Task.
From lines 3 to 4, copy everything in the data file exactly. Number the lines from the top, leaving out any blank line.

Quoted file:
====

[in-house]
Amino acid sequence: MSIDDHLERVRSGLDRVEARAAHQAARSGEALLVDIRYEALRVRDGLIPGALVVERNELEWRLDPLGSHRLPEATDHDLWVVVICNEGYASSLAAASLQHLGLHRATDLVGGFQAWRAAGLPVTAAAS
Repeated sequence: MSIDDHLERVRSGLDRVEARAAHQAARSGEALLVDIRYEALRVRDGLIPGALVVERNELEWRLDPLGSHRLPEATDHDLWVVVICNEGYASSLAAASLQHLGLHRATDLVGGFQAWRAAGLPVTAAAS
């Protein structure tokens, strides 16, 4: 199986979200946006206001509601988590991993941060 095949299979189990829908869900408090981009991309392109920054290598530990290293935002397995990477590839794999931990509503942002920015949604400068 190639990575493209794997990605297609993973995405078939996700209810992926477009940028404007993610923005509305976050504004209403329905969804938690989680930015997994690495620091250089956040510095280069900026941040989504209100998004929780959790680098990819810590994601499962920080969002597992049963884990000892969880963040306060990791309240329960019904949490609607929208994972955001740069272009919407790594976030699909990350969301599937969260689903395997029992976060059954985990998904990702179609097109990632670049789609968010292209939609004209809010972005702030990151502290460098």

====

Repeated sequence: MSIDDHLERVRSGLDRVEARAAHQAARSGEALLVDIRYEALRVRDGLIPGALVVERNELEWRLDPLGSHRLPEATDHDLWVVVICNEGYASSLAAASLQHLGLHRATDLVGGFQAWRAAGLPVTAAAS
């Protein structure tokens, strides 16, 4: 199986979200946006206001509601988590991993941060 095949299979189990829908869900408090981009991309392109920054290598530990290293935002397995990477590839794999931990509503942002920015949604400068 190639990575493209794997990605297609993973995405078939996700209810992926477009940028404007993610923005509305976050504004209403329905969804938690989680930015997994690495620091250089956040510095280069900026941040989504209100998004929780959790680098990819810590994601499962920080969002597992049963884990000892969880963040306060990791309240329960019904949490609607929208994972955001740069272009919407790594976030699909990350969301599937969260689903395997029992976060059954985990998904990702179609097109990632670049789609968010292209939609004209809010972005702030990151502290460098």